(new: statements Infineon manager White, background, updated share price)
NEUBIBERG (dpa-AFX) - Chipmaker Infineon plans to expand its business with novel power semiconductors with an acquisition in Canada. To this end, the company is acquiring Ottawa-based semiconductor manufacturer Gan Systems for $830 million (782 million euros). Infineon manager Adam White, responsible for the Power & Sensor Systems (PSS) division, sees great growth opportunities for gallium nitride-based solutions in the field of energy conversion.
The products of Infineon and Gan Systems complement each other, he said in an interview with the news agency dpa-AFX on Friday. Gallium nitride-based technology is still quite small compared to mainstream silicon as well as the increasingly emerging silicon carbide, but is among the fastest growing, he said. He pointed to market forecasts, according to which sales of gallium nitride products for power applications are expected to grow 56 percent annually to about $2 billion by 2027. And these are rather conservative estimates, White said. He sees the technology as particularly suitable for applications such as mobile charging for electric cars, solar inverters for private households or power supply for data centers.
Semiconductors based on gallium nitride (Gan) and silicon carbide are increasingly in demand. Chip companies are spending a lot of money on expanding production, which is also benefiting mechanical engineering companies such as the MDax group Aixtron. GaN-based components are smaller, more energy-efficient and more temperature-resistant than classic silicon chips.
Infineon CEO Jochen Hanebeck wants the purchase, announced Thursday evening, to accelerate the company's goals in expanding GaN-based products. "The Gan technology paves the way for further efficient and CO 2-saving solutions that support decarbonization," he said. Gallium nitride is emerging as a critical material for power semiconductors alongside silicon and silicon carbide. Infineon is currently expanding its site in Kulim, Malaysia, with a new fab costing more than two billion euros to complement production capacity in Villach, Austria.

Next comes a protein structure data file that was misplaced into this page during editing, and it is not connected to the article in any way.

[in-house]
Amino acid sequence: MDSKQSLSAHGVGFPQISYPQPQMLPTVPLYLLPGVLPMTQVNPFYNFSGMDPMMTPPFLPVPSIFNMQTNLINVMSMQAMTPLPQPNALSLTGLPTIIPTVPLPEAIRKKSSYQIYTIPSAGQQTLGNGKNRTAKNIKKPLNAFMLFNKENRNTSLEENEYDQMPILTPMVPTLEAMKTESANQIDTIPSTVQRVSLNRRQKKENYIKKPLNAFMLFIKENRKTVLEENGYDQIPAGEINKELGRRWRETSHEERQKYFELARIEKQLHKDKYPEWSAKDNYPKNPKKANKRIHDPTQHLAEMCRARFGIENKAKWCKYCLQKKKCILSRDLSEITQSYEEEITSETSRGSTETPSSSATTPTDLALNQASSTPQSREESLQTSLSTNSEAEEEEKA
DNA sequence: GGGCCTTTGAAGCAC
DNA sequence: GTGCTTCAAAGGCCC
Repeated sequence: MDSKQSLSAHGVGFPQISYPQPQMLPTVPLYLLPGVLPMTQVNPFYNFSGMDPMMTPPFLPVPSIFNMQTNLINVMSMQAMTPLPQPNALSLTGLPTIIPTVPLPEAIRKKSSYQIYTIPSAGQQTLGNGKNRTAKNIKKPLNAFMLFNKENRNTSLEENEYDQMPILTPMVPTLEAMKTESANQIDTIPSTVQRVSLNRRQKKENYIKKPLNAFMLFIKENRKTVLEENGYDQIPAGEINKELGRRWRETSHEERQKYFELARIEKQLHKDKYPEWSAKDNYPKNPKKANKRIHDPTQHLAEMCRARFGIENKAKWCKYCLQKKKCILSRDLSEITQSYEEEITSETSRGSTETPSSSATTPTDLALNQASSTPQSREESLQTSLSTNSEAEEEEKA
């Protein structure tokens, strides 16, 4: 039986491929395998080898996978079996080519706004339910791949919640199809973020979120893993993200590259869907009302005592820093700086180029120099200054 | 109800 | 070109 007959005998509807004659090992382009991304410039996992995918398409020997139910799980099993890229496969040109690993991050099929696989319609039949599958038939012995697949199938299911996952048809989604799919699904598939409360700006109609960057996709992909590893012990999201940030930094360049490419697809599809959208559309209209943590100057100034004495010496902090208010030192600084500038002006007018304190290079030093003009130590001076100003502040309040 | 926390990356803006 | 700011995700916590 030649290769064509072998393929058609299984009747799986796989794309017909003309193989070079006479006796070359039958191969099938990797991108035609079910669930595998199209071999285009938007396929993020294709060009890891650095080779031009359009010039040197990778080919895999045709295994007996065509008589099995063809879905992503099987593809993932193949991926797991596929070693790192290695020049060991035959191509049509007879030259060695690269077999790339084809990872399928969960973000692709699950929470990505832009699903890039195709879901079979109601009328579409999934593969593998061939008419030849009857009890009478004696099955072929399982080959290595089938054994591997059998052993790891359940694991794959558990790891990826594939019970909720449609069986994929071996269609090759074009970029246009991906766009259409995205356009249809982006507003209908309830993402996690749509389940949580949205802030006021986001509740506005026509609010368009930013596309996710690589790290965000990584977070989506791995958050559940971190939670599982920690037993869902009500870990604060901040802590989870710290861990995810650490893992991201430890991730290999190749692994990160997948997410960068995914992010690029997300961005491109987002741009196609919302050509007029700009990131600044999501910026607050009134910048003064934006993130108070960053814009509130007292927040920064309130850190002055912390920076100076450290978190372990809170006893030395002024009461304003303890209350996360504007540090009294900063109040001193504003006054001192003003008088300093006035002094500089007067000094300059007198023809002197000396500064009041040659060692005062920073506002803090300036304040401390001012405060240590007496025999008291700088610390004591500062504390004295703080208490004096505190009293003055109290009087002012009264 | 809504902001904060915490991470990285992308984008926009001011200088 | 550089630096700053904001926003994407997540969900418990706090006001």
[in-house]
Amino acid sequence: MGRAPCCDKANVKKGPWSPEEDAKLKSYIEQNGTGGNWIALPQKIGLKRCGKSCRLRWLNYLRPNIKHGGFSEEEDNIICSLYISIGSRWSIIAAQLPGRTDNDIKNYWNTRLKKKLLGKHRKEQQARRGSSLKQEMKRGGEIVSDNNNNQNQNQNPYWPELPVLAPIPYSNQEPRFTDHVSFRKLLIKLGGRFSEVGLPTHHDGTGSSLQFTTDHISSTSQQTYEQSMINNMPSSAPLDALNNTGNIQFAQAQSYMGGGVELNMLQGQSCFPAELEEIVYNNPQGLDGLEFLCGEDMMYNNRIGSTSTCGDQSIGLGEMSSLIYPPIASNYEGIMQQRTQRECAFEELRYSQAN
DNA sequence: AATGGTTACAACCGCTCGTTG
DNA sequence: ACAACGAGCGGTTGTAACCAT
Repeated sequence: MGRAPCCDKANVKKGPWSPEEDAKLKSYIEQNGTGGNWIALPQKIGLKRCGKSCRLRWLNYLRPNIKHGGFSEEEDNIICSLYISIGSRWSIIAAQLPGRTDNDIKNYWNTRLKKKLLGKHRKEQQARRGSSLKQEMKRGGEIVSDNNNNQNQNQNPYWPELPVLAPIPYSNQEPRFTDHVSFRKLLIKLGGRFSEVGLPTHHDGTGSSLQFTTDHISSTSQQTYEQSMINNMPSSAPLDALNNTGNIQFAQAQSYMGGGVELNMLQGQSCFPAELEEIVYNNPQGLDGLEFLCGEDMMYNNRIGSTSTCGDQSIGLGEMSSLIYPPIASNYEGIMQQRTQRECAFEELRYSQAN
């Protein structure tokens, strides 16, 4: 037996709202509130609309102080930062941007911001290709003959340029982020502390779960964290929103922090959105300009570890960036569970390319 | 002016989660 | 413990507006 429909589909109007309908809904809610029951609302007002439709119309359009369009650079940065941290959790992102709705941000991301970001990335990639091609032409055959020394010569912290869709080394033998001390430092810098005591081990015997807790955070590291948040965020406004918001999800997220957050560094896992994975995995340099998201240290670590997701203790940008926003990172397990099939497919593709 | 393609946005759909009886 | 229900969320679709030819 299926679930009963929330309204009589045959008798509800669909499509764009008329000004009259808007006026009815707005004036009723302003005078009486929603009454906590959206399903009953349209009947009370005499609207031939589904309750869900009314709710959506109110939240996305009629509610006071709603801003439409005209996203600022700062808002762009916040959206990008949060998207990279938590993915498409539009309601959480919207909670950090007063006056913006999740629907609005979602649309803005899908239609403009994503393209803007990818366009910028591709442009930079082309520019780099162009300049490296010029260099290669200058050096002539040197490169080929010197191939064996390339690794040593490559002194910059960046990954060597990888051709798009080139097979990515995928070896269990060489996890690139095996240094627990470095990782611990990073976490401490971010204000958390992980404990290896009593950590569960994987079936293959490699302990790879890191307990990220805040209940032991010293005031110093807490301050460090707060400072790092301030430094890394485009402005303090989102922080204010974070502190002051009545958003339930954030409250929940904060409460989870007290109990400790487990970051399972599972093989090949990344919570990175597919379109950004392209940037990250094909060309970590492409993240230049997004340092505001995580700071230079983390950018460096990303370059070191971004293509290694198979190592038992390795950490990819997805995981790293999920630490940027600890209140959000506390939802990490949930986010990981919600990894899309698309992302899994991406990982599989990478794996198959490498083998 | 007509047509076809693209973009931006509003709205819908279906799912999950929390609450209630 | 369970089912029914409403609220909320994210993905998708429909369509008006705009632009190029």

The purchase price is to be financed with existing liquid funds, the statement added. The supervisory boards of both companies have approved the acquisition, it said. Regulatory authorities still have to give the green light. Infineon had failed in the past with the takeover of a company active in silicon carbide and gallium nitride technology: the US group Wolfspeed. In this case, the US authorities put a stop to the purchase in 2016, among other things for security policy reasons.
Gan and Wolfspeed are completely different, White said. At an analysts' conference, PSS CFO Ulrich Pelzer added that he did not see any major hurdles from a competitive point of view, as there was little overlap. Gan also has only a small position in defense, he said, which he considers feasible. Founded in 2008, the privately held company reportedly employs more than 200 people and has sales in the low to mid double-digit million euro range.
The planned takeover was well received on the stock market. On Friday afternoon, Infineon shares listed on the Dax gained 1.5 percent. According to JPMorgan analyst Sandeep Deshpande, Gan Systems is one of the three most important gallium nitride companies worldwide. Its strong growth should pay off for Infineon. Citigroup industry expert Andrew Gardiner also viewed the acquisition positively. Admittedly, the move is likely to dilute earnings per share (EPS) for at least a few years. However, expectations for future growth should be better. Stifel analysts called Gan's price "high" relative to the size of the company./nas/jsl/he